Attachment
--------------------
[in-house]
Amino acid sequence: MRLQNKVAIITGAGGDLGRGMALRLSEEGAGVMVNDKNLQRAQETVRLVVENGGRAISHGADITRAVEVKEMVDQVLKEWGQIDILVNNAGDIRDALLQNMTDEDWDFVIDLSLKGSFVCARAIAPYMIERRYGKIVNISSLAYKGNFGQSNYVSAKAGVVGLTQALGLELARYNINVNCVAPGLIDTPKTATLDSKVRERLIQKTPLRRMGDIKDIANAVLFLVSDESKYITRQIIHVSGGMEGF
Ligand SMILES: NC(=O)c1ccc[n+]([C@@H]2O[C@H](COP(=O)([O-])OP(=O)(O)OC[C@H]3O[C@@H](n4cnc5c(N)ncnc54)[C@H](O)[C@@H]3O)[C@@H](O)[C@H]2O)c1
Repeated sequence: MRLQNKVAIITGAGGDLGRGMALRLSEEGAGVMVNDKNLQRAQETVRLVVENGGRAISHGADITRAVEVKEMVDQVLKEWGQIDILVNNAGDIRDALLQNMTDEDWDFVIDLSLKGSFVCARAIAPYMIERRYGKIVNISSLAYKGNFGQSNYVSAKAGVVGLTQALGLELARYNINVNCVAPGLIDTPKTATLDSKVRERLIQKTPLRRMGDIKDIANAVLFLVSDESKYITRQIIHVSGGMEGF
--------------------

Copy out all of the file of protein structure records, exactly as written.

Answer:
[in-house]
Amino acid sequence: MRLQNKVAIITGAGGDLGRGMALRLSEEGAGVMVNDKNLQRAQETVRLVVENGGRAISHGADITRAVEVKEMVDQVLKEWGQIDILVNNAGDIRDALLQNMTDEDWDFVIDLSLKGSFVCARAIAPYMIERRYGKIVNISSLAYKGNFGQSNYVSAKAGVVGLTQALGLELARYNINVNCVAPGLIDTPKTATLDSKVRERLIQKTPLRRMGDIKDIANAVLFLVSDESKYITRQIIHVSGGMEGF
Ligand SMILES: NC(=O)c1ccc[n+]([C@@H]2O[C@H](COP(=O)([O-])OP(=O)(O)OC[C@H]3O[C@@H](n4cnc5c(N)ncnc54)[C@H](O)[C@@H]3O)[C@@H](O)[C@H]2O)c1
Repeated sequence: MRLQNKVAIITGAGGDLGRGMALRLSEEGAGVMVNDKNLQRAQETVRLVVENGGRAISHGADITRAVEVKEMVDQVLKEWGQIDILVNNAGDIRDALLQNMTDEDWDFVIDLSLKGSFVCARAIAPYMIERRYGKIVNISSLAYKGNFGQSNYVSAKAGVVGLTQALGLELARYNINVNCVAPGLIDTPKTATLDSKVRERLIQKTPLRRMGDIKDIANAVLFLVSDESKYITRQIIHVSGGMEGF